“Today, while the virus hasn’t been vanquished, we know this: It no longer controls our lives, it no longer paralyzes our nation and it’s within our power to make sure it never does so again.”

A triumphant President Joe Biden all but announced an end to the pandemic in the U.S. on Sunday, celebrating what he called a “heroic” vaccination campaign on the country’s Independence Day holiday, Bloomberg reports.

Speaking at a party on the White House’s South Lawn with more than 1,000 people in attendance, Biden declared that the U.S. had achieved “independence” from the coronavirus, though he cautioned against complacency with more transmissible variants circulating in the country.

Today, all across this nation, we can say with confidence: America is coming back together,” Biden said to a cheer from the invited guests. “Today, while the virus hasn’t been vanquished, we know this: It no longer controls our lives, it no longer paralyzes our nation and it’s within our power to make sure it never does so again.”


He appealed for Americans who have not yet been vaccinated to get their shots, noting that the country’s battle against the virus had been costly, with more than 603,000 Americans dead. “It’s the most patriotic thing you can do,” Biden said.

Biden’s optimistic mood reflects the plunge in coronavirus infections, hospitalizations and deaths since he took office and a rebound that has made the U.S. economy one of the strongest in the world. The Bureau of Labor Statistics said Friday that more than 850,000 jobs were created in June. And Biden’s White House party followed a trip to Michigan on Saturday where he sought to give a political shot in the arm to Democratic allies ahead of 2022 midterm elections.

“We’re seeing record job creation and record economic growth — the best in four decades and, I might add, the best in the world,” he said.

The White House invited hundreds of essential workers, military families and administration staff members to view the Independence Day fireworks on the South Lawn as Biden touts a government vaccination drive that has helped get at least one dose to 67% of adults in the U.S.

While Biden missed his goal of reaching 70% by July 4, the U.S. emerged as the best place to be as the world reopens, according to the latest Bloomberg Covid Resilience Ranking. The survey credits the fast and expansive U.S. vaccine rollout, dominated by highly effective mRNA shots, that stemmed what was once the world’s worst outbreak.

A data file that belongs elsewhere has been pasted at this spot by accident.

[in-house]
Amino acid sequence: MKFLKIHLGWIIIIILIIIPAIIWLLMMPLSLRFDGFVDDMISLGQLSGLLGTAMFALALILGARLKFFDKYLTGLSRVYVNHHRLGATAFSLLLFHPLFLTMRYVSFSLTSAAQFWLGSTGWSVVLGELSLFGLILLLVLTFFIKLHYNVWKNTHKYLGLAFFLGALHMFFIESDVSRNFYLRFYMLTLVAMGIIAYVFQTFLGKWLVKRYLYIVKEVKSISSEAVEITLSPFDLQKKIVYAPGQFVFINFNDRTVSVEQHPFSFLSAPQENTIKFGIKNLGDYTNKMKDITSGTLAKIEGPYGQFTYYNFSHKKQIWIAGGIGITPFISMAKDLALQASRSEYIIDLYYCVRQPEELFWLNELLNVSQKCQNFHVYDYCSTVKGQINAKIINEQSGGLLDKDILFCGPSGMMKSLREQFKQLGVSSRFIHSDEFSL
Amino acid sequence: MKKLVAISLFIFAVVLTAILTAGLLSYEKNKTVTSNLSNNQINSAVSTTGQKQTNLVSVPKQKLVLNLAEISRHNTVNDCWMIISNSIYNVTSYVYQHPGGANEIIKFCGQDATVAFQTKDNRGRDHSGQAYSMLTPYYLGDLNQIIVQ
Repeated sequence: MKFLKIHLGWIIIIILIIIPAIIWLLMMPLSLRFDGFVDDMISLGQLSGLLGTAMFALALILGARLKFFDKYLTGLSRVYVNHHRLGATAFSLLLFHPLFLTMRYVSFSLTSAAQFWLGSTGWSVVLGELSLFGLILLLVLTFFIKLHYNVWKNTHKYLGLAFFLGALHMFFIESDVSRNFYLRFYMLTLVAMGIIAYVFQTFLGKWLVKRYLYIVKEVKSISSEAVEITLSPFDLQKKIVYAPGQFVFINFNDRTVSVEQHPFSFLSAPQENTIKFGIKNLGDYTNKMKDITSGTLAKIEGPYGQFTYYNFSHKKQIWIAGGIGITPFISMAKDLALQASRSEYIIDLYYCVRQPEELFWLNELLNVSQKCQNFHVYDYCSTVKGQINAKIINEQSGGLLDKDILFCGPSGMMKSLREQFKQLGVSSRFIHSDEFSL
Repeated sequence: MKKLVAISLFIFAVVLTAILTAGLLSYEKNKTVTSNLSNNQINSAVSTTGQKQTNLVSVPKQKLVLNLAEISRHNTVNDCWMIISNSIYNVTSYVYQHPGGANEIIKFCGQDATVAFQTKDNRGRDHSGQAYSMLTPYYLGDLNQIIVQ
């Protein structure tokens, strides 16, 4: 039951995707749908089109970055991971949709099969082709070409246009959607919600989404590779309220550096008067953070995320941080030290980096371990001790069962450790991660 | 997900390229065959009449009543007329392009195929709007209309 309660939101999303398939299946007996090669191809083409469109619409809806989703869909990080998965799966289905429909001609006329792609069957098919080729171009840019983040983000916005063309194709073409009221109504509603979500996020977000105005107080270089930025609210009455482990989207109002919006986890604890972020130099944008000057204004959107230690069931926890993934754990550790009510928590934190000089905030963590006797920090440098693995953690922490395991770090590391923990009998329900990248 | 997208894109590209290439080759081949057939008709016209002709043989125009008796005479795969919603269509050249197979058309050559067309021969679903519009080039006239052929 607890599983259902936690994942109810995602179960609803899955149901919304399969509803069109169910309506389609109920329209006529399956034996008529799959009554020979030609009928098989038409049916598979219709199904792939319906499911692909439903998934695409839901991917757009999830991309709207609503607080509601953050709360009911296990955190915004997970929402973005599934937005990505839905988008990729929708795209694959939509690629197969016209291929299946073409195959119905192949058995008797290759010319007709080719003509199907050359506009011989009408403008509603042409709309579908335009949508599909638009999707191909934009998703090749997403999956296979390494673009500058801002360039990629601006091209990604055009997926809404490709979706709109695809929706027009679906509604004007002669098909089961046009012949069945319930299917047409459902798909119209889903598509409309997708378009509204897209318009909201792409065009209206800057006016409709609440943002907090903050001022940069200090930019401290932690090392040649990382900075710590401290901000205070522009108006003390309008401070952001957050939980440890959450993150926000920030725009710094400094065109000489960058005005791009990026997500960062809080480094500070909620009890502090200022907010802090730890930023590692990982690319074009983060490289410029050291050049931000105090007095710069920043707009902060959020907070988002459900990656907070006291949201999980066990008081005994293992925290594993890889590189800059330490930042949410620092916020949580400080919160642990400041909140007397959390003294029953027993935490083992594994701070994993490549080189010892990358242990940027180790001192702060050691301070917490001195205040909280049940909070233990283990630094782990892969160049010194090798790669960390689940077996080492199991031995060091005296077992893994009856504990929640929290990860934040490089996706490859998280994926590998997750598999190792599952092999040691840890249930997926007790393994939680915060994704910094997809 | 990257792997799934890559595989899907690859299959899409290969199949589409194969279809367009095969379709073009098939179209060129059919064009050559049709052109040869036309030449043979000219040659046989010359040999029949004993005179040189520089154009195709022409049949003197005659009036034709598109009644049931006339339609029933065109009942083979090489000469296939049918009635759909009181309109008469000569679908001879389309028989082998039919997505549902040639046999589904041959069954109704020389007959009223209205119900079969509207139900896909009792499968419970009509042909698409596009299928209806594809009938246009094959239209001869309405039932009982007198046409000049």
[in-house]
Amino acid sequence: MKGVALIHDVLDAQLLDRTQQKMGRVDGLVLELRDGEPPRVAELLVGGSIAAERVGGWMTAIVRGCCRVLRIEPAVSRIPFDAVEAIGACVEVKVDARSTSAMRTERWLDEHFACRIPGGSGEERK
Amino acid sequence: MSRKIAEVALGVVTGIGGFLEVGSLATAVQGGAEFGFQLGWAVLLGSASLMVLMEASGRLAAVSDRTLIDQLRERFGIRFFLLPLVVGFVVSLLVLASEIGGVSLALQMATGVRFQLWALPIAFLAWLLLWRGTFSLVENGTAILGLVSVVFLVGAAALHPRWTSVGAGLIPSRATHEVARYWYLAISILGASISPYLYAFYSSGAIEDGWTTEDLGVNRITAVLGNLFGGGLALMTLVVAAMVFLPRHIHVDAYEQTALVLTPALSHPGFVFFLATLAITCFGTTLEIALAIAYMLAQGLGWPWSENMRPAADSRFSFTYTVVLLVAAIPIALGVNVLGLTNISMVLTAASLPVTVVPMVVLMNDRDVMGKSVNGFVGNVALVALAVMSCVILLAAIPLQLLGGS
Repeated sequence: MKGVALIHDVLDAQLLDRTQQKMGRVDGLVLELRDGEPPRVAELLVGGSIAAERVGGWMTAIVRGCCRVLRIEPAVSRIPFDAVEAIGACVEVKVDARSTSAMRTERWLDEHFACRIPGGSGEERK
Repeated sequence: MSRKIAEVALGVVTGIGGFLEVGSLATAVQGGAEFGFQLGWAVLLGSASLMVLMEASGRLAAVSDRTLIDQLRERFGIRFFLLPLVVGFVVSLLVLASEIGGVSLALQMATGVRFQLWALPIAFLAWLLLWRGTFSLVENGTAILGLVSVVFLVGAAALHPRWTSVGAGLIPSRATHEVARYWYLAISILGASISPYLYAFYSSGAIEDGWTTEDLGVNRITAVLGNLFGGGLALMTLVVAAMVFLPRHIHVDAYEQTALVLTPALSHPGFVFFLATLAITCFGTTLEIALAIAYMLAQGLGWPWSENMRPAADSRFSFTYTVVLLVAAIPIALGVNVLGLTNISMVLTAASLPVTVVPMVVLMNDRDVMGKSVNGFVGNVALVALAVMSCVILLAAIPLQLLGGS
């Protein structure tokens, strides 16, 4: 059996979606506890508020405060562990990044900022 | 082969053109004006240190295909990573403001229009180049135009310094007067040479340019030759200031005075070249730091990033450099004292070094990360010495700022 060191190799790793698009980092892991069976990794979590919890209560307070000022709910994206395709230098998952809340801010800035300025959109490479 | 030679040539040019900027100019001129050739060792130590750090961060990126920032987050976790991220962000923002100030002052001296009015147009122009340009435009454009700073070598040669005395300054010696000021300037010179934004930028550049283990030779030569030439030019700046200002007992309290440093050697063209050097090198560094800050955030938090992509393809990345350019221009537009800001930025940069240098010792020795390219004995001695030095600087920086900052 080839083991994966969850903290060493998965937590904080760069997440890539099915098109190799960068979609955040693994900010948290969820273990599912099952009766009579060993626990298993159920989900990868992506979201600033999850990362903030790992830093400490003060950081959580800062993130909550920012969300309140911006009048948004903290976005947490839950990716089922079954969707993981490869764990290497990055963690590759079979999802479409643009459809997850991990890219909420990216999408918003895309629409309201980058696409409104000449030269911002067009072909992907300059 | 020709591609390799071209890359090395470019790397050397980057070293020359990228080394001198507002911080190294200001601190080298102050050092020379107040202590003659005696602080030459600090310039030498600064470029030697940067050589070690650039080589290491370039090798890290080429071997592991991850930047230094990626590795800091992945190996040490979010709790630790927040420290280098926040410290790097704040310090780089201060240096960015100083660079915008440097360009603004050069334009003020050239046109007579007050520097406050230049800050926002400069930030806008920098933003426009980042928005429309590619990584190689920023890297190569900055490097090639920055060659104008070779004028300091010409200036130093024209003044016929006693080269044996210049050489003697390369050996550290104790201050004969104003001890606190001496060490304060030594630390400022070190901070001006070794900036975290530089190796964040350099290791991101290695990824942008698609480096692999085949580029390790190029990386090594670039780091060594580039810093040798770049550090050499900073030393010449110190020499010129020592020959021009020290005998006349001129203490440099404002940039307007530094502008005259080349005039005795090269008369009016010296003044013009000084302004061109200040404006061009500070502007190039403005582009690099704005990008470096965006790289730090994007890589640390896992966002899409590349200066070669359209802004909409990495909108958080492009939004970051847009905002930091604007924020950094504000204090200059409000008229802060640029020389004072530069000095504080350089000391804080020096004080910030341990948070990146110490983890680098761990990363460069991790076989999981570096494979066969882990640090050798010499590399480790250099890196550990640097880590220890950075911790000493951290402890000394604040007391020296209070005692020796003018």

The challenge ahead includes the delta variant of the coronavirus, a more-transmissible mutant that’s spreading across the country, with states from New York to California reporting an increase in positive test rates.

The administration’s struggle to hit its vaccination goal by July 4 has spurred concern that the virus could continue to wreak havoc on significant swaths of the country and the economy.

The party caps a U.S. holiday weekend during which Biden and top administration officials fanned out across the country to attend baseball games, parades, barbeques and other group activities in a coordinated push billed as the “America’s Back Together” tour.The U.S. vaccination campaign has sharply slowed as demand dries up and the Biden administration grapples with low uptake among young people and conservative states. Cases nationally have started to rise again, driven in part by delta variant outbreaks in more unvaccinated regions.

The pace of shots in the U.S. has fallen off by about two-thirds since April, with about 1.1 million now administered daily, according to the Bloomberg Vaccine Tracker. At that rate, it will take another five months for 75% of the population to be vaccinated.

Two in 10 Americans say they definitely won’t get a Covid-19 shot, up from 16% in April, according to a Washington Post/ABC News poll published Sunday.

Biden also sought to convey a message of unity on U.S. ideals entangled in partisan divisions, saying Americans deserve “the right to vote and to have that vote counted,” the right to breathe clean air and protection against discrimination, including over gender.

The tone contrasted to last year’s address by former President Donald Trump, who vowed to defeat the “radical left” and criticized efforts to remove statues of slave owners. The National Mall was largely empty after Washington Mayor Muriel Bowser urged people to stay away, though the U.S. military conducted a flyover of vintage and modern military aircraft.